Naturally, even during a bull market, falls, fluctuations, and corrections are possible. During such price movements, investor confidence decreases. The trigger for price drops can be anything from bad news, such as the refusal of Tesla to accept BTC for payment or a ban on mining in China, and unforeseen events like the COVID-19 pandemic. Additional factors may be the tightening of crypto regulation, problems with individual projects, hacking of leading exchanges. When the market falls, opponents of Bitcoin become more active in the media. As a result of such events, the price of cryptocurrencies drops, investors in a panic begin to massively sell assets to prevent subsequent losses. Supply exceeds demand, the price decreases, and the market enters a bearish trend. The bearish trend is characterized by strong pessimism regarding the scenario of lower market prices, low trading activity, and short strategies. If the last wave of the most stable investors falls to the influence of such statements and rushes to sell recently purchased coins, the collapse will become almost as impressive as the growth was. The fall in the exchange rate of cryptocurrencies in 2018 is one of the most striking examples.

Any Trend Is Your Friend

At first glance, it seems that a bullish trend is very good, and a bearish one is, on the contrary, bad. But, in fact, both of them are important for getting a good and permanent profit in trading.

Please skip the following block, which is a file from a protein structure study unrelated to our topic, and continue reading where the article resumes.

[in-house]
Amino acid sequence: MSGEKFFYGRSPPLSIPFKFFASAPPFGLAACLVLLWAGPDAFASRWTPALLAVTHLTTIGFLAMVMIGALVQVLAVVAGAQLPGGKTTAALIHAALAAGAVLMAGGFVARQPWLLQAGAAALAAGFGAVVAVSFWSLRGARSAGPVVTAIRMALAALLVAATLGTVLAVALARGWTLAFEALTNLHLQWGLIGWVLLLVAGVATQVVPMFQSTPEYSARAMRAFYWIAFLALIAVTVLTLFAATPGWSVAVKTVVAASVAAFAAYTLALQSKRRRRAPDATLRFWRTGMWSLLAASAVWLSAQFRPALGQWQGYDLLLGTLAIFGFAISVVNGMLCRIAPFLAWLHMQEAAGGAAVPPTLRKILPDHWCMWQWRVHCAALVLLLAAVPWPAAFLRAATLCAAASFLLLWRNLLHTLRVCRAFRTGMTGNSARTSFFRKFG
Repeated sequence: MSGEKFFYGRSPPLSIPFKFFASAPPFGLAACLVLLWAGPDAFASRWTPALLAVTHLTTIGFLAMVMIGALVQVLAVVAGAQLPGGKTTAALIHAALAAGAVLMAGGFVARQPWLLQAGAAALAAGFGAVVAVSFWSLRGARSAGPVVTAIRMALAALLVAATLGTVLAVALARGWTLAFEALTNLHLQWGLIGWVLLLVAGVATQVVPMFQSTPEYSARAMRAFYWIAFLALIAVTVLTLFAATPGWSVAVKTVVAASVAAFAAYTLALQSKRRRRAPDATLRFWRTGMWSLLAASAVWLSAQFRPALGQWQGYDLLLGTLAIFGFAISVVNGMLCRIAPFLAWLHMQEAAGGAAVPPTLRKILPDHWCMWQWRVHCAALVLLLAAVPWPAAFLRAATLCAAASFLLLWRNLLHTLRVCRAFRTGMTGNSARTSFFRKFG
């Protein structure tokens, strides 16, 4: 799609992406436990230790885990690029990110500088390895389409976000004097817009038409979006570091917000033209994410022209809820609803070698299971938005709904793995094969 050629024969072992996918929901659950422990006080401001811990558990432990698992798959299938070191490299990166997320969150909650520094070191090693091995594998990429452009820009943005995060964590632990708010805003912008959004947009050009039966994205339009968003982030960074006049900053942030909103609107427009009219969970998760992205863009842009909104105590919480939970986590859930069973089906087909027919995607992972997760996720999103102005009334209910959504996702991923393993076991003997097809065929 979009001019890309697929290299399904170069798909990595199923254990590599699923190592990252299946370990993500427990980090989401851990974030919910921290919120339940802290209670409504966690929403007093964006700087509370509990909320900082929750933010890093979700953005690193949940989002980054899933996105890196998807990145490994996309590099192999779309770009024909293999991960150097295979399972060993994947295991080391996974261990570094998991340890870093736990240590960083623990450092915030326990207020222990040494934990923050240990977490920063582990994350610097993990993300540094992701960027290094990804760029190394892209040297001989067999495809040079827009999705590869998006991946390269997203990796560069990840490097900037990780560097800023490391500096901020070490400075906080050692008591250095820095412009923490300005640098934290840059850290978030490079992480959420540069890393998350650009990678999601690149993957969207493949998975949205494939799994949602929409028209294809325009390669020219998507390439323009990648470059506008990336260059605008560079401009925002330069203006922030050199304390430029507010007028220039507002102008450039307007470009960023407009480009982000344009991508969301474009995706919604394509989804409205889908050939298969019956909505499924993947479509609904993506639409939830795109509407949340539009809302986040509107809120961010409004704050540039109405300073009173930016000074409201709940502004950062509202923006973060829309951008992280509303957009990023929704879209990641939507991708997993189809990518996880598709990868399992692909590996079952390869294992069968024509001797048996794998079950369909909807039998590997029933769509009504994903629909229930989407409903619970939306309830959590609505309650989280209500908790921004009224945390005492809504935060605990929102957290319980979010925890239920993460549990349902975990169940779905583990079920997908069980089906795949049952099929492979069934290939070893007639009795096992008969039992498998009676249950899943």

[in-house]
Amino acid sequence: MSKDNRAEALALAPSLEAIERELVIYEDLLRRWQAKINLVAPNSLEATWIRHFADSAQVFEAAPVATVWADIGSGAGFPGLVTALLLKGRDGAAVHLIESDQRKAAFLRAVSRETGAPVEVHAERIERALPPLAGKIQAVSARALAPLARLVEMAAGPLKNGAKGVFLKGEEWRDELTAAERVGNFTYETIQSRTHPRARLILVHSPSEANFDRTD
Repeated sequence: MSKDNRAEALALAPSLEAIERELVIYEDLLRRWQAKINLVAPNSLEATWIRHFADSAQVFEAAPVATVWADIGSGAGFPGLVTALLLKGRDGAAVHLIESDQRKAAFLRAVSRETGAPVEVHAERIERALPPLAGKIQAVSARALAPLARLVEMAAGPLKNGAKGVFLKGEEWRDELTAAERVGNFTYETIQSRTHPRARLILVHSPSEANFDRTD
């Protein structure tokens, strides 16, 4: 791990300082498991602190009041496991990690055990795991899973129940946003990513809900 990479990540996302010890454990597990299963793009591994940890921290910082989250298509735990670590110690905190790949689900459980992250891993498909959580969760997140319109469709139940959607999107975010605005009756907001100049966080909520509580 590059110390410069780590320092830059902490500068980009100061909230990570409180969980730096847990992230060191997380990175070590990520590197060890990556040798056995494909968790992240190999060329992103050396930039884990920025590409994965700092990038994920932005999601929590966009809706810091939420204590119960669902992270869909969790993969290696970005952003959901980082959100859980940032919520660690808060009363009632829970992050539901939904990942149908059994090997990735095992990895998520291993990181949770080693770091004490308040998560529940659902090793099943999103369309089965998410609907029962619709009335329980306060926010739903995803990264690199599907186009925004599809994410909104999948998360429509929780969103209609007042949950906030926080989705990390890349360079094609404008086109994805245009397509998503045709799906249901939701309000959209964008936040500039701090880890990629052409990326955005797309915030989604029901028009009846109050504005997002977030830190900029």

By and large, the whole essence of a successful exchange game boils down to buying at the end of bearish and the beginning of bullish trends and selling at the end of bull time, when bears are just coming to the market. However, you should also keep in mind that investing in the midst of a bullish movement when the price has already increased significantly is a rather risky idea since at any moment, the price may go down, and you will suffer losses.

Other Animals 

In the jargon of the participants of trading, there is a place for some more representatives of the animal world:

  • Whales: extremely big investors who move the market.
  • Hares: scalpers who earn on a cascade of small transactions, as if making jumps.
  • Sheep (lemmings): those who follow the lead of others and do not have their own opinion.
  • Wolves: experienced traders who almost do not make mistakes. As a character in “The Wolf of Wall Street” movie.
  • Pigs: greedy and do not dump assets on time.
  • Turtles: slow to react, adhere to the long-term strategy.

How to Determine a U-turn?

Unfortunately, there are no absolute markers and deadlines. The opinions of experts and analysts also do not always help. History knows many examples when the market flew up ahead of the wildest forecasts, or vice versa fell contrary to all expectations of growth.

As a guideline, you can analyze the difference with the last minimum or maximum. If the exchange rate has doubled or more, then the probability of a reversal is relatively high, and it is risky to buy new coins at such a time, even if there is a chorus of enthusiastic voices around. At this time, it is better to sell a little, fixing the profit.

But when the price drops from the maximum by two or three times, and investors begin to shed tears over the ended cryptocurrency fairy tale — it’s time to buy (if the market is not at the pivot point, then it is close enough to it).